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Open AccessArticle

Hydration Efficacy of a Milk Permeate-Based Oral Hydration Solution

1
Department of Kinesiology, The Pennsylvania State University, University Park, State College, PA 16802, USA
2
Sports Science Insights, LLC, Crystal Lake, McHenry County, IL 60014, USA
3
Graduate Program in Physiology, The Pennsylvania State University, University Park, State College, PA 16802, USA
*
Author to whom correspondence should be addressed.
Nutrients 2020, 12(5), 1502; https://doi.org/10.3390/nu12051502
Received: 24 April 2020 / Revised: 17 May 2020 / Accepted: 18 May 2020 / Published: 21 May 2020

Abstract

Milk permeate is an electrolyte-rich, protein- and fat-free liquid with a similar carbohydrate and mineral content to that of milk. Its hydration efficacy has not been examined. The beverage hydration index (BHI) has been used to compare various beverages to water in terms of post-ingestion fluid balance and retention. Our purpose was to compare the BHI (and related physiological responses) of a novel milk permeate solution (MPS) to that of water and a traditional carbohydrate–electrolyte solution (CES). Over three visits, 12 young subjects consumed 1 L of water, CES, or MPS. Urine samples were collected immediately post-ingestion and at 60, 120, 180, and 240 min. BHI was calculated by dividing cumulative urine output after water consumption by cumulative urine output for each test beverage at each time point. The BHI for MPS was significantly higher at all time points compared to water (all p < 0.001) and CES (all p ≤ 0.01) but did not differ between CES and water at any time point. Drinking 1 L of MPS resulted in decreased cumulative urine output across the subsequent 4 h compared to water and CES, suggesting that a beverage containing milk permeate is superior to water and a traditional CES at sustaining positive fluid balance post-ingestion.
Keywords: dairy; sports drink; beverage hydration index; osmolality; electrolytes; fluid balance; plasma volume dairy; sports drink; beverage hydration index; osmolality; electrolytes; fluid balance; plasma volume

1. Introduction

Maintaining adequate hydration, in both unchallenged and dehydrated conditions, is associated with multiple health benefits. Proper hydration reduces risk for the development of chronic diseases, including cardiovascular, metabolic, and renal diseases, including the development of kidney stones [1]. Additionally, adequate hydration is associated with reductions in cognitive [2,3,4] and athletic performance [5,6] impairments. Carbohydrate (CHO)–electrolyte solutions (CES), including sports drinks and oral rehydration solutions have traditionally been the options of choice for promoting euhydration [7,8,9]. These solutions are designed to maintain or improve hydration status by promoting drinking, absorption of fluid from the small intestine via activation of sodium-glucose transporters [10], and retention of fluid within the body and the vascular compartment [11,12]. These pro-hydration properties are primarily a function of the carbohydrate and electrolyte composition of the beverage, as well as its total osmolality [13,14,15,16,17].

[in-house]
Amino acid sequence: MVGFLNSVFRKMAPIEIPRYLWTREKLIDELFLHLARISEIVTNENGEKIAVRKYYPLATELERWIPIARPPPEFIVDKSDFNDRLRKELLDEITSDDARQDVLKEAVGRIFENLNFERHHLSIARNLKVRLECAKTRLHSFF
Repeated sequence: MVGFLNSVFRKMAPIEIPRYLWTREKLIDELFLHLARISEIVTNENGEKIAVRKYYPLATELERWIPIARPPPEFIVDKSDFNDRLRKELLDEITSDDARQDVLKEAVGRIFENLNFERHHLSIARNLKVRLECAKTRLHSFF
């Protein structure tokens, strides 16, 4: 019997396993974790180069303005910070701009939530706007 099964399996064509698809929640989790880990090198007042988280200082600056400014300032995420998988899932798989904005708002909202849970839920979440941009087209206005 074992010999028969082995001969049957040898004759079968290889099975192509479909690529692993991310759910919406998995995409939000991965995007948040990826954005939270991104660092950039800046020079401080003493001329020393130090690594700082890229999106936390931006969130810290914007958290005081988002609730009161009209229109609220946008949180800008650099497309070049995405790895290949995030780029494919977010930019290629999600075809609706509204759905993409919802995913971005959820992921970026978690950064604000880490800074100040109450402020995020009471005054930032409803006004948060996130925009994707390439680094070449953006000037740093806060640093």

Maughan et al. [14] proposed the beverage hydration index (BHI) in 2016 as a measure of the hydrating capacity or efficacy of a given beverage relative to water. Since that time, BHI has been used to compare the hydration efficacy of a variety of beverages [14,18,19]. This index is able to assess how a beverage impacts post-ingestion body fluid balance in individuals independent of sex or body mass [19]. In calculating BHI, cumulative urine output at various time points following consumption of 1 L of water is set to a value of 1.0. Following beverage consumption of the same volume as water, beverages that elicit a greater urinary excretion than water over a fixed period have a BHI less than 1.0, while those that elicit greater fluid retention and attenuated urinary excretion have a BHI greater than 1.0. This measurement thereby enables comparisons of the hydration capacity of various beverages both within and across studies. Although the 2-h post-ingestion time point was proposed by Maughan as the standard for comparison [14], additional information can be gleaned from data throughout the entire 4-h testing period, especially for older adults [18,20] for whom ingested beverages are retained for a longer period of time, or after consumption of beverages that maintain positive fluid balance beyond 2 h.